With Veteran’s Day coming up, many Veterans are being reminded of painful experiences after facing horrific images of war with current events happening today. How are we addressing their mental health and PTSD symptoms? I had a chance to interview Veteran trained, AccentCare mental health expert, Cheryl Cox, about what veteran patients and families can do to help the situation.
Why is it important to recognize the prevalence of PTSD in veterans?
It’s very important to recognize the prevalence of PTSD in veterans, most often this population will not talk about what happened during the war. They feel isolated. They feel we will not understand.
Some of them were ridiculed for fighting in certain wars, like Vietnam. They didn’t come home with a lot of fan fair. As a clinician, there are telltale signs when a client is starting to have some anxiety around PTSD. If you’re able to recognize these signs, you can most likely lessen the severity of the episode. As a Behavioral Health Nurse at AccentCare, we do several things: 1. Provide a safe place. 2. Interact with guided imagery, and 3. Sometimes just sit in silence with them.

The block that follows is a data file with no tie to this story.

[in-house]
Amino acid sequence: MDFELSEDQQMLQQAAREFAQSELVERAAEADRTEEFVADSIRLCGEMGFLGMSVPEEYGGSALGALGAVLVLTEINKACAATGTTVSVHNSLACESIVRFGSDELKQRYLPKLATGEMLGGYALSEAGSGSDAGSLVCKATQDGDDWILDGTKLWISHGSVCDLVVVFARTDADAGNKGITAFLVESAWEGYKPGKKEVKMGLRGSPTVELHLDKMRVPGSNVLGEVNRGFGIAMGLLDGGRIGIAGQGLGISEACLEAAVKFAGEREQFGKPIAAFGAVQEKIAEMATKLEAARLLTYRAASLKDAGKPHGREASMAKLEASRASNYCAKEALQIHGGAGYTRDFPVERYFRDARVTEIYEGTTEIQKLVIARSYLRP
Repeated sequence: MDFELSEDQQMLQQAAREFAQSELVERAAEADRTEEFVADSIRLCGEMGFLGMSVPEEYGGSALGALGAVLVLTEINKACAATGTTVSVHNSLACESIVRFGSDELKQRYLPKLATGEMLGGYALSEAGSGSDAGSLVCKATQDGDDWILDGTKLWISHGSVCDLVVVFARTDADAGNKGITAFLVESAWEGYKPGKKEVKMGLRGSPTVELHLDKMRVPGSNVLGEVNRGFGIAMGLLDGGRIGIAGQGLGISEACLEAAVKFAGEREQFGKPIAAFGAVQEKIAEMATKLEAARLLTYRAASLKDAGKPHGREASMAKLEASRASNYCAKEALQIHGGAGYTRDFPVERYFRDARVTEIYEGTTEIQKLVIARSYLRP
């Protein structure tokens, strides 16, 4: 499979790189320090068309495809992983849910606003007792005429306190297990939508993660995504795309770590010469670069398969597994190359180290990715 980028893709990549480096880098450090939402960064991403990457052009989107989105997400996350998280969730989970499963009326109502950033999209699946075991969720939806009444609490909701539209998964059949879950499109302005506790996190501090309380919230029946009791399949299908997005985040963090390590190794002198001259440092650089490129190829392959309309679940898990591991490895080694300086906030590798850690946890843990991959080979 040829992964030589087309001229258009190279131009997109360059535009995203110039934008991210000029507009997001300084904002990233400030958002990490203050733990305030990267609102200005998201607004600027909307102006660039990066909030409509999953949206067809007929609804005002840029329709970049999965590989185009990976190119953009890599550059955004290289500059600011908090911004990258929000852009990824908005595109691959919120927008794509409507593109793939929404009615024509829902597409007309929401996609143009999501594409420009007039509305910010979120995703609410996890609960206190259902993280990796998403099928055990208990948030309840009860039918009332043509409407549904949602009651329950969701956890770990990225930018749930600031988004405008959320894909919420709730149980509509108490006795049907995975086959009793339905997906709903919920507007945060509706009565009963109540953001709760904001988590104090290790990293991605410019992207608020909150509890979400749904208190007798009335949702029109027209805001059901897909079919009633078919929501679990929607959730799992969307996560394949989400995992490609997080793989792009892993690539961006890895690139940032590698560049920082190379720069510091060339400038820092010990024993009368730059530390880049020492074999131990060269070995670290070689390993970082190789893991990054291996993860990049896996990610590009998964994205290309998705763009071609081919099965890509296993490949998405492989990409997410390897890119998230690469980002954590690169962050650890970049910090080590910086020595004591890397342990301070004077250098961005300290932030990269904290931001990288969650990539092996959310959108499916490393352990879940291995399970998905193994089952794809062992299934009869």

How can it be challenging for veterans with PTSD to watch news coverage of current conflicts?
In our Texas office, one of our seasoned Behavioral Health Nurses is currently treating a patient who is dealing with feelings of dread and fear due to the current state of the world. He was in the Korean war, and he states this war is triggering his PTSD. He’s spending his days watching all the news programs. He’s very emotional, tearful, reminiscing about his time in the war. So, this is a very challenging time for patients who suffer from PTSD.
What are some ways that we can support veterans’ mental health?
The greatest way we can support our Veterans, not just suffering from PTSD, but overall issues of depression and anxiety, is to have better availability of resources. There’s a need for more clinician appointments. It’s very hard to get an appointment for services through the V.A. It can take between 6-8 weeks to get the first appointment.
With that difficulty to receive care, home health services have played a very important role in the support of veterans. As a Behavioral Health Nurse, we are able to come to where they are. Seeing patients in their homes provides a level of comfort, safety, and security. We touch base with them weekly, so we can catch changes, and prevent repeat hospitalizations. In my experience, having home health has helped veterans work through many obstacles, given them a sense of purpose, and feel that they have support from the community and loved ones.
Cheryl Cox, RN, AccentCare Regional Behavioral Health Manager
Cheryl has been working in the mental behavioral health field for over 12 years. She has been working in behavioral health with Veterans and other patients for AccentCare for almost 8 years. As a Nurse for over 30 years, she has enjoyed working in the healthcare industry and assisting those wanting to improve their mental health.